Update 22 January:
Latest news from Düsseldorf
On January 22, the Director of the Croatian Tourist Board, Kristjan Staničić, met journalists at the Düsseldorf Boat Show who questioned him about the tax. He said that boat owners would be able to pay the 2018 tax at the 2017 rate throughout the year, which is what the CA has been campaigning for, and can mean a saving of up to £1,000.
He also said that marinas would be able to stamp the tax receipt to show the period of time that owners spent on their boats so that, for example, anyone who spent two weeks on their boat but paid the tax for 30 days could use the extra time at a later date. However, neither the marinas nor the port offices contacted by the CA are currently aware of this, and it has not been possible to confirm the announcement with any government department.
There are concerns that what is being described as a tourist tax is, in fact a boat tax to be paid regardless of how many people are on board. It is also clear that foreign boat owners would be treated differently from Croatian nationals and both of these situations could be unlawful within the EU.
The most widely read nautical magazine in Croatia, More, plans to publish several pages condemning the move in its next edition. Stuart Bradley met the magazine’s editor during the Düsseldorf boat show and is also meeting the Austrian safety organisation, Sea Help, which has ten bases in Croatia, to discuss special offers for CA members.
The CA is in regular contact with other organisations that are opposing the tax increases on behalf of boat owners and had meetings with several during the recent Düsseldorf Boat Show. Within Croatia, the campaign has been led by the Marinas Association through the Chamber of Commerce, and the principal boating magazine More has published several articles condemning the tax. Its Editor, Braslav Karlić, is determined to do more. Sea Help, the Austrian rescue organisation which has ten bases in Croatia, organised a petition against the tax and has been lobbying government ministers. The CEO, Wolfgang Dauser, knows the main protagonists in the Croatian government personally. The boating publication with the widest circulation in Europe is the German-based magazine ‘Yacht’ and its Cruising Editor, Andreas Fritsch, has also been active in publishing articles and writing to ministers. ADAC, the German-based tourist organisation, which has more than 18 million members, had a large stand at the show and its Maritime Affairs Manager, Dr. Steffen Häbich, was keen to meet and discuss what more could be done.
It was never expected that the Croatian government would admit that it had made a mistake and amend the tax immediately, but it is known that the Ministry of Maritime Affairs has voiced opposition to the tax. The continuation of the 2017 rates of tax through 2018 would allow time for a review and a fairer outcome from 2019 onwards.
Increases in tourist tax for foreign boat owners in Croatia has led to an international protest involving sailors from Austria, Germany, Italy, and the UK.
The new tax, which equates to a 400% increase for cruising sailors, has now become law but meetings are continuing because boat owners feel strongly that they are being unjustly treated. A holiday home owner in Croatia will pay £14 tourist tax a year for two people while the owner of a typical 12–15 metre yacht will pay over £900 for the same benefit.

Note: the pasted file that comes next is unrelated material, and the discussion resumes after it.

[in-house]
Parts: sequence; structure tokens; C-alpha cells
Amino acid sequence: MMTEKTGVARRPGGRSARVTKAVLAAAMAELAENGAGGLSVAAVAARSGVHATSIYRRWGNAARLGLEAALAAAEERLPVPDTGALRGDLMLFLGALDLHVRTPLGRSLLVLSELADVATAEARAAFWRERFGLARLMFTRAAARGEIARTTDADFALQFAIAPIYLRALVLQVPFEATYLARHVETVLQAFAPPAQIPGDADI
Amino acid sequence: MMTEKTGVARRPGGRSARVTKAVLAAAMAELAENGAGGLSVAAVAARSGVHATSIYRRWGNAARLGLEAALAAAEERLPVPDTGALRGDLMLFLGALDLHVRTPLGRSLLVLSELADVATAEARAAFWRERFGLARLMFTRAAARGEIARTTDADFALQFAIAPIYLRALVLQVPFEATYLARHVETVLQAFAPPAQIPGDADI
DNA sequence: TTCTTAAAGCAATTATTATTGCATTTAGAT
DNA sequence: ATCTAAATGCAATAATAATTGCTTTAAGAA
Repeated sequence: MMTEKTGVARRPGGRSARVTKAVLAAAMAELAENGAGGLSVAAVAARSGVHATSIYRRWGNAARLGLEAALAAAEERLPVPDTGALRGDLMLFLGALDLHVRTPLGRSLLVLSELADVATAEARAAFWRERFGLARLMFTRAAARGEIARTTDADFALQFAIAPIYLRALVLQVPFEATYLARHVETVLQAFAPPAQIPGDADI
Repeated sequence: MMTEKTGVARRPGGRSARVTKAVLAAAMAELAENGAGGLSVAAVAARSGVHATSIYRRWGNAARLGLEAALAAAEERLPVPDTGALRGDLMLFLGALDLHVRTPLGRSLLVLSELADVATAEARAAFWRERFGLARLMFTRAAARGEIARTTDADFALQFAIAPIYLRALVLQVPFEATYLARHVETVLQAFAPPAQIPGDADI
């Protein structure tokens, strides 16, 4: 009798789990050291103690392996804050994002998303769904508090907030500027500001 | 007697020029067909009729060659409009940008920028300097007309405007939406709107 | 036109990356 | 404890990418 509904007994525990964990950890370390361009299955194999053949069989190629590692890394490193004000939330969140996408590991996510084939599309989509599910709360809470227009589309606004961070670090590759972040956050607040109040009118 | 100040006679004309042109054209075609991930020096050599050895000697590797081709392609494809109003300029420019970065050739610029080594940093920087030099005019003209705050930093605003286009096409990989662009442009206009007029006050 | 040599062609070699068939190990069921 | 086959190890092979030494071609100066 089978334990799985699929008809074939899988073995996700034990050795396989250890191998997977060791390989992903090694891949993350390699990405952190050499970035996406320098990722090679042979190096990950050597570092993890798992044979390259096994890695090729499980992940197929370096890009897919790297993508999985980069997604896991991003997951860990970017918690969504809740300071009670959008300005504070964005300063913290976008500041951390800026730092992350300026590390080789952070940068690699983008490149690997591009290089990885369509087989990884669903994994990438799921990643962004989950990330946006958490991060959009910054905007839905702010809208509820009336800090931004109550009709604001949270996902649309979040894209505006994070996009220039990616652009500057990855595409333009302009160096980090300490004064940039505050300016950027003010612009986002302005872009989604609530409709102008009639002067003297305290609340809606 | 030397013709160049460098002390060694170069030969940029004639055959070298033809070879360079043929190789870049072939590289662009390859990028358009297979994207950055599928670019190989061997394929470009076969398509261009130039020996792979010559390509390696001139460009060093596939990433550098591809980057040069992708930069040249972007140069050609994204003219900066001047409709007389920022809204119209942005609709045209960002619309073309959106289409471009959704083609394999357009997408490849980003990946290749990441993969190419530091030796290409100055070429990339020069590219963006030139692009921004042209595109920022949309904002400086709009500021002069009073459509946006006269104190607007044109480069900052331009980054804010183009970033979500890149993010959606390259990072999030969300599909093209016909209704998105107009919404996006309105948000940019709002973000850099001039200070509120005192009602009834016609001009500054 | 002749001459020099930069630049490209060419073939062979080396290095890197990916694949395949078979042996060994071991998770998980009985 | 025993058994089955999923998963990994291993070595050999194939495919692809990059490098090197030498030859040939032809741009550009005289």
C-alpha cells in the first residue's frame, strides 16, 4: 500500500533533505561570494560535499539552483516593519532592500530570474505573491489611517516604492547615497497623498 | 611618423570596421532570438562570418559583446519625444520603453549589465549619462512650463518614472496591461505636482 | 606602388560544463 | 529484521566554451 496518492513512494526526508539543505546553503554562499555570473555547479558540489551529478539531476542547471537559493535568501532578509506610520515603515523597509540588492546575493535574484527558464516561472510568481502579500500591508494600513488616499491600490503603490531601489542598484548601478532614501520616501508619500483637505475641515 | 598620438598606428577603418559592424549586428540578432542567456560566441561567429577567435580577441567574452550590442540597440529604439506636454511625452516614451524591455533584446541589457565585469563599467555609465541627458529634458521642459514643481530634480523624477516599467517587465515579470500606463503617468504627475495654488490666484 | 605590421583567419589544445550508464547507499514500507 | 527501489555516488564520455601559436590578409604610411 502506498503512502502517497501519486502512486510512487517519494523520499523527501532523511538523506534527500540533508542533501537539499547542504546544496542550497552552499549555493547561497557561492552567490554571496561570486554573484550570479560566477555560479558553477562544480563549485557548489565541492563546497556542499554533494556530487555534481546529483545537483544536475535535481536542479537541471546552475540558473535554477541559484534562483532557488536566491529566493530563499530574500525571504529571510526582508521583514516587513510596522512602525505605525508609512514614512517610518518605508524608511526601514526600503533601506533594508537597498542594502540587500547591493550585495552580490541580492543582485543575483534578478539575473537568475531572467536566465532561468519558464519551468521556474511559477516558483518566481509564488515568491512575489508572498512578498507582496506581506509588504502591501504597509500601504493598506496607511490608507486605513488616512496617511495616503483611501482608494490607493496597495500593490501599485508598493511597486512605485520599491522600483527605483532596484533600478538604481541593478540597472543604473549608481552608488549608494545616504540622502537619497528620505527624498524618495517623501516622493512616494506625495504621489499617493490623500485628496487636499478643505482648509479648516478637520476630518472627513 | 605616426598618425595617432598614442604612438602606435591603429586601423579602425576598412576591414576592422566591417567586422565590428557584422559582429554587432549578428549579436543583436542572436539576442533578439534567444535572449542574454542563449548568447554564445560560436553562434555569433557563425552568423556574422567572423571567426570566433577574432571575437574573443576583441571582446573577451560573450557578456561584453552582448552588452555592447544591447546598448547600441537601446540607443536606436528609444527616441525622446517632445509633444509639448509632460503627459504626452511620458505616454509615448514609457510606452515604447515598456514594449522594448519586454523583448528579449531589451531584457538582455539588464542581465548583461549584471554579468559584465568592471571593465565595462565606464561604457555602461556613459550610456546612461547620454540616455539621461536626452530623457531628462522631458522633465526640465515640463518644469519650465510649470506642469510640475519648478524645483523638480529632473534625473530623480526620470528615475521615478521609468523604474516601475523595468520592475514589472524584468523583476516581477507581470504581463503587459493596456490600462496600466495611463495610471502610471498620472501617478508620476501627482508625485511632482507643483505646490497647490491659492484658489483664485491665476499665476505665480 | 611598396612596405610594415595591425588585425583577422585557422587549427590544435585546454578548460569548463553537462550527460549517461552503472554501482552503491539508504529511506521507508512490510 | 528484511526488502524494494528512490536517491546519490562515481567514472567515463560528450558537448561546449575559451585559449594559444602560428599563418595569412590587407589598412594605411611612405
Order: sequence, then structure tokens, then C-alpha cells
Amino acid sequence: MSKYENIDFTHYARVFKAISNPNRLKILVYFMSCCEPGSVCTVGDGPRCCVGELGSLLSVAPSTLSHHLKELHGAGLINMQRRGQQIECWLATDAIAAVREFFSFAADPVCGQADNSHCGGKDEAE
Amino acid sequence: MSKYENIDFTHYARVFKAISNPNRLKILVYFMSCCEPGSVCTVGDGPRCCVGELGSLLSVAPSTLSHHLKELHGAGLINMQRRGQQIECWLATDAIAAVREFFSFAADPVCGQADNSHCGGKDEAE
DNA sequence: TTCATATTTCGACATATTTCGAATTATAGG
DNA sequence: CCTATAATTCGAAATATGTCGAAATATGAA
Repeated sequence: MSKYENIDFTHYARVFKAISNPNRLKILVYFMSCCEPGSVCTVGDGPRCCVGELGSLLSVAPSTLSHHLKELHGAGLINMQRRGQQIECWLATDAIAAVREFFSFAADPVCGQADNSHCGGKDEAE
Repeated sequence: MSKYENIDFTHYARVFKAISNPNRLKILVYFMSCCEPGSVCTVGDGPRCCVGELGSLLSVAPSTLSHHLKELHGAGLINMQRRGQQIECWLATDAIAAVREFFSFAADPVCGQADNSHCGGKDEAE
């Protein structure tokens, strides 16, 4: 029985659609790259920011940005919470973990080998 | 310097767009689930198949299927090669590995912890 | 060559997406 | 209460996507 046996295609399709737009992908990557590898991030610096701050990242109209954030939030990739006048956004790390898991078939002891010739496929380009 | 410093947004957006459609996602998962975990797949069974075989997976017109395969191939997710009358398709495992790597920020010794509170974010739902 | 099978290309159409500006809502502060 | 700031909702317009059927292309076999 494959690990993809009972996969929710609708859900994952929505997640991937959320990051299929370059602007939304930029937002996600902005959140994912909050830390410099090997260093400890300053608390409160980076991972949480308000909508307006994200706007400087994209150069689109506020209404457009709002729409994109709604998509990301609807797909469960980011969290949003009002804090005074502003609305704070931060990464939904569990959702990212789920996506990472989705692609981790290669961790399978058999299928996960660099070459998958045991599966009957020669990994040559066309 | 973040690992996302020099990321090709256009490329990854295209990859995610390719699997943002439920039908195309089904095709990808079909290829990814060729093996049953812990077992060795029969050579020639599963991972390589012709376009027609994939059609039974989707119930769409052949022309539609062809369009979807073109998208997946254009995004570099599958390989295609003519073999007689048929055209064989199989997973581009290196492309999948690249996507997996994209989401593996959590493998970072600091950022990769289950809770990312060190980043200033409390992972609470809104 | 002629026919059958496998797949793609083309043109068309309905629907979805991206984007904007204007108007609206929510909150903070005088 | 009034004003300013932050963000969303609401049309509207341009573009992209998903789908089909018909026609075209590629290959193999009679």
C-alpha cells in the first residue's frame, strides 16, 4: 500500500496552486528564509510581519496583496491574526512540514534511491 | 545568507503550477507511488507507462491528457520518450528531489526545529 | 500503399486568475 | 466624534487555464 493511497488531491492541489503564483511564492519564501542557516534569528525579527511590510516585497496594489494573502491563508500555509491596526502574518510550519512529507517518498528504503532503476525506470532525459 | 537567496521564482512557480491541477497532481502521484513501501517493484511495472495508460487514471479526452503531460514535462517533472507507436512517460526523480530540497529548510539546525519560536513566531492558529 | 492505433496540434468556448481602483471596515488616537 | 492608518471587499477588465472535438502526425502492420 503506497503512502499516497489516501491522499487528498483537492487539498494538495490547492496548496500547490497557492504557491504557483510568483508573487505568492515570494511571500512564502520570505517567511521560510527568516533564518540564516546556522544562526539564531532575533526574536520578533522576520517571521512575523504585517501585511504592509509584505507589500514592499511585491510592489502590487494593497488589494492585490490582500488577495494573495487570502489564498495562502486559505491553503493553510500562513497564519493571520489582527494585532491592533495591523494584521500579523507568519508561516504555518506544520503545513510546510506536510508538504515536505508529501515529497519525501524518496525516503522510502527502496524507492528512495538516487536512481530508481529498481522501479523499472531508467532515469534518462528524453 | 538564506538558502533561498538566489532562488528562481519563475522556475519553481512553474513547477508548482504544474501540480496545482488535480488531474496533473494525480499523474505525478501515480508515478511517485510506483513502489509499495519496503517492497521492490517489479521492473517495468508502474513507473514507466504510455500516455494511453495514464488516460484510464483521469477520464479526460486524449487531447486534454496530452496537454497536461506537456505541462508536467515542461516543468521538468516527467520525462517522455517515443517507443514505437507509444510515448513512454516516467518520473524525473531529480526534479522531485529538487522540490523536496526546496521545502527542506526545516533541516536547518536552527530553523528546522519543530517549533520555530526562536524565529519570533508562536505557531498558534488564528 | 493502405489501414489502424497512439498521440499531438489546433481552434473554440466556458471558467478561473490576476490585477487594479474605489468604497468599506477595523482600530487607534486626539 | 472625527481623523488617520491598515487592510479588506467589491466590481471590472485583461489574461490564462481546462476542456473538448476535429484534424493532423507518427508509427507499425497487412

Cruising Association representatives met the Croatian Ambassador to the UK, Igor Pokaz, and the Counsellor for Economic affairs, Davorka Žanić-Dražić, last month. They emphasised the unfairness of the new tax rates and that they had received considerable support from the nautical tourist industry in Croatia. Past President of the CA, Stuart Bradley, pointed out: “While it is the Croatian government’s right to set whatever tourist tax it chooses, the increases would be bound to have a negative effect on the nautical tourist economy.’
The most widely read nautical magazine in Croatia, More, plans to publish several pages condemning the move in its next edition. Mr Bradley, will also be having a meeting with the Editor during the Düsseldorf boat show and is also meeting with representatives from the Austrian safety organisation, Sea Help, which has ten bases in Croatia to see what special offers they are prepared to make to CA members.
In October, President of the Marinas Association at the Croatian Chamber of Commerce, Sean Lisjak, ‘If something does not change, one can expect a dramatic drop in the nautical traffic in the Adriatic.’
Ian Wilson, representing the CA’s Regulations and Technical Services Committee, explained that he had spent two years based in Croatia but, following the August announcement, had recently moved his boat out of the country.
Last year the CA advised people to pay the tourist tax for 2018 in advance at the 2017 rate and many have saved up to £1,000. In response to the backlash, the Croatian Minister of Tourism, Gari Cappelli, said: “Due to the constantly changing trends in tourism and a need to improve the tourism sector, the Ministry of Tourism has started developing a new Sojourn Tax regulation that will be prepared in cooperation with all stakeholders in the tourism sector”.
Pictured left to right: Counsellor for Economic affairs, Davorka Žanić-Dražić; Ian Wilson (CA's Regulations and Technical Services Committee); Ambassador Igor Pokaz; and CA Past President Stuart Bradley, who met to discuss the sojourn tax in London. Ian said that after two years based in Croatia he had recently moved his boat out of the country, and others would follow.